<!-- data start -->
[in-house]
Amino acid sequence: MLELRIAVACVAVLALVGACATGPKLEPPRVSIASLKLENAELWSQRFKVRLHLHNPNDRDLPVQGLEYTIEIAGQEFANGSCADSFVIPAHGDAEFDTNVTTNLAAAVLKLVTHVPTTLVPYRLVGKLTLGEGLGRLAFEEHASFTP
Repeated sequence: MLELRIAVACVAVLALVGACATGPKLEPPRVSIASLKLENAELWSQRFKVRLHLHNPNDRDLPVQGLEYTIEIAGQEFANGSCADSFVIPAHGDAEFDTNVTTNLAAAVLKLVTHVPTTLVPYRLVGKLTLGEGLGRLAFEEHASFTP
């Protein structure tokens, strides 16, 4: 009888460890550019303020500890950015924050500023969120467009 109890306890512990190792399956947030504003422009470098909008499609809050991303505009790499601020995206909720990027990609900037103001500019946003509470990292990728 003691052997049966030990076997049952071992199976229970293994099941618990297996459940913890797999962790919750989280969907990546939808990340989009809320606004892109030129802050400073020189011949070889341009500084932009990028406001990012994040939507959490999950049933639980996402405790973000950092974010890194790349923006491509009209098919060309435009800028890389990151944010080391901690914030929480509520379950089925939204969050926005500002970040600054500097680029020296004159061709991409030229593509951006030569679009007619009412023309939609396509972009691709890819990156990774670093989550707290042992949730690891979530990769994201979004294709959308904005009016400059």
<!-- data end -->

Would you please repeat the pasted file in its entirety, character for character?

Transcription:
[in-house]
Amino acid sequence: MLELRIAVACVAVLALVGACATGPKLEPPRVSIASLKLENAELWSQRFKVRLHLHNPNDRDLPVQGLEYTIEIAGQEFANGSCADSFVIPAHGDAEFDTNVTTNLAAAVLKLVTHVPTTLVPYRLVGKLTLGEGLGRLAFEEHASFTP
Repeated sequence: MLELRIAVACVAVLALVGACATGPKLEPPRVSIASLKLENAELWSQRFKVRLHLHNPNDRDLPVQGLEYTIEIAGQEFANGSCADSFVIPAHGDAEFDTNVTTNLAAAVLKLVTHVPTTLVPYRLVGKLTLGEGLGRLAFEEHASFTP
């Protein structure tokens, strides 16, 4: 009888460890550019303020500890950015924050500023969120467009 109890306890512990190792399956947030504003422009470098909008499609809050991303505009790499601020995206909720990027990609900037103001500019946003509470990292990728 003691052997049966030990076997049952071992199976229970293994099941618990297996459940913890797999962790919750989280969907990546939808990340989009809320606004892109030129802050400073020189011949070889341009500084932009990028406001990012994040939507959490999950049933639980996402405790973000950092974010890194790349923006491509009209098919060309435009800028890389990151944010080391901690914030929480509520379950089925939204969050926005500002970040600054500097680029020296004159061709991409030229593509951006030569679009007619009412023309939609396509972009691709890819990156990774670093989550707290042992949730690891979530990769994201979004294709959308904005009016400059």